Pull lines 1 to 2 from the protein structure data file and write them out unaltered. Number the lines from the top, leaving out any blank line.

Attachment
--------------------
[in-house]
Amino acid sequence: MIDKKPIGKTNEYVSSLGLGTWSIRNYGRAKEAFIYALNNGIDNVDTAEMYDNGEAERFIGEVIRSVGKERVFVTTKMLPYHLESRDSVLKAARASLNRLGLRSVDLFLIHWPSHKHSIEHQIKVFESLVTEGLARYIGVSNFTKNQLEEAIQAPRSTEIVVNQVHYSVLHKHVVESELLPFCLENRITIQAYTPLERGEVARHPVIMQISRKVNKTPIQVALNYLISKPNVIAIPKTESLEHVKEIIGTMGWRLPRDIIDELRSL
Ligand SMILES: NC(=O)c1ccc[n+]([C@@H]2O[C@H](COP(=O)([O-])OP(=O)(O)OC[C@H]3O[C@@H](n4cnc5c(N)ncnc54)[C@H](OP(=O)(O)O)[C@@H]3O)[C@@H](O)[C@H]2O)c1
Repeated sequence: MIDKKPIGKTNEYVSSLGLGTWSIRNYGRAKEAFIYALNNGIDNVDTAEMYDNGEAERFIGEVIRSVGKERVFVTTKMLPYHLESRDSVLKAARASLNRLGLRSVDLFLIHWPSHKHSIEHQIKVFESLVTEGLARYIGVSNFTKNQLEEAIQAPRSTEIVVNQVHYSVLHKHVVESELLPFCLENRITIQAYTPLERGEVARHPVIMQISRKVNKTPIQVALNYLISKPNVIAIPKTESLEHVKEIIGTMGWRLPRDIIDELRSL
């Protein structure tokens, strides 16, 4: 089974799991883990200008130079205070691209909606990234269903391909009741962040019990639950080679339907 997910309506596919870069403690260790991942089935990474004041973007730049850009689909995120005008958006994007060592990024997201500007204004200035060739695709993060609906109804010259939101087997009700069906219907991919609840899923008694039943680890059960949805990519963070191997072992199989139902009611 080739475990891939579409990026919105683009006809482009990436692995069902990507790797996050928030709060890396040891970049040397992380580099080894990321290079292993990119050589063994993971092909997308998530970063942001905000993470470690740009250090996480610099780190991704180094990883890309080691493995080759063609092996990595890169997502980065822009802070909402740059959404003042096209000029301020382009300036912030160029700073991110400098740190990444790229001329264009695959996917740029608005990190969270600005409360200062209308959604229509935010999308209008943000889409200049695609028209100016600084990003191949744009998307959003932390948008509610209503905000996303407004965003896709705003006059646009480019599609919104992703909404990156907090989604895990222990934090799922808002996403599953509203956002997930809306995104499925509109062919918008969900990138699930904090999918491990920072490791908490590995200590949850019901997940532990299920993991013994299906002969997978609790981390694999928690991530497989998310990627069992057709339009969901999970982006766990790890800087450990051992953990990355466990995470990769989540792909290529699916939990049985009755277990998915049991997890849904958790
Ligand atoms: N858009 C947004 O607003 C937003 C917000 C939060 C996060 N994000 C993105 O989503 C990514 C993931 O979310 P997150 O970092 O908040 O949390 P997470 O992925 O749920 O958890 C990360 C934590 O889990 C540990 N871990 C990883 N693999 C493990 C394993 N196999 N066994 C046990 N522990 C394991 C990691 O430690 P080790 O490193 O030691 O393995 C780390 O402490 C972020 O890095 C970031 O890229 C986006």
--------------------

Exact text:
[in-house]
Amino acid sequence: MIDKKPIGKTNEYVSSLGLGTWSIRNYGRAKEAFIYALNNGIDNVDTAEMYDNGEAERFIGEVIRSVGKERVFVTTKMLPYHLESRDSVLKAARASLNRLGLRSVDLFLIHWPSHKHSIEHQIKVFESLVTEGLARYIGVSNFTKNQLEEAIQAPRSTEIVVNQVHYSVLHKHVVESELLPFCLENRITIQAYTPLERGEVARHPVIMQISRKVNKTPIQVALNYLISKPNVIAIPKTESLEHVKEIIGTMGWRLPRDIIDELRSL